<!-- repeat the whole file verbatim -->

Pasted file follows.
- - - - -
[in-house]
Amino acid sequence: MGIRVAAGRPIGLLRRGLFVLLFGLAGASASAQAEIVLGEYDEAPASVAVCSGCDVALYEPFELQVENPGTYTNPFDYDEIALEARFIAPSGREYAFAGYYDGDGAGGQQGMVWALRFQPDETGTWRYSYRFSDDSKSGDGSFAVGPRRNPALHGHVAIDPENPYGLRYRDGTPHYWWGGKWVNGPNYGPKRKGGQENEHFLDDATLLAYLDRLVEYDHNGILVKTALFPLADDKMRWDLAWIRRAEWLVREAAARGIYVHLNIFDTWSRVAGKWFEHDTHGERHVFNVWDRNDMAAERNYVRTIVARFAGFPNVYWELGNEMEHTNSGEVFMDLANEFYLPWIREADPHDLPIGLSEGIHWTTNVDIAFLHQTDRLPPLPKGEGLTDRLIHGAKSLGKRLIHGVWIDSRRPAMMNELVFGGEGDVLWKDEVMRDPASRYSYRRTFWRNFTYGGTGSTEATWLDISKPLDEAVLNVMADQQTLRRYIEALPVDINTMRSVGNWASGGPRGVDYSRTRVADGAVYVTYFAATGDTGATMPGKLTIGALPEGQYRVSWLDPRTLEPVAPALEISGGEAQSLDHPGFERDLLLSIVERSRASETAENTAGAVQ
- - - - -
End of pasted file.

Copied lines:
[in-house]
Amino acid sequence: MGIRVAAGRPIGLLRRGLFVLLFGLAGASASAQAEIVLGEYDEAPASVAVCSGCDVALYEPFELQVENPGTYTNPFDYDEIALEARFIAPSGREYAFAGYYDGDGAGGQQGMVWALRFQPDETGTWRYSYRFSDDSKSGDGSFAVGPRRNPALHGHVAIDPENPYGLRYRDGTPHYWWGGKWVNGPNYGPKRKGGQENEHFLDDATLLAYLDRLVEYDHNGILVKTALFPLADDKMRWDLAWIRRAEWLVREAAARGIYVHLNIFDTWSRVAGKWFEHDTHGERHVFNVWDRNDMAAERNYVRTIVARFAGFPNVYWELGNEMEHTNSGEVFMDLANEFYLPWIREADPHDLPIGLSEGIHWTTNVDIAFLHQTDRLPPLPKGEGLTDRLIHGAKSLGKRLIHGVWIDSRRPAMMNELVFGGEGDVLWKDEVMRDPASRYSYRRTFWRNFTYGGTGSTEATWLDISKPLDEAVLNVMADQQTLRRYIEALPVDINTMRSVGNWASGGPRGVDYSRTRVADGAVYVTYFAATGDTGATMPGKLTIGALPEGQYRVSWLDPRTLEPVAPALEISGGEAQSLDHPGFERDLLLSIVERSRASETAENTAGAVQ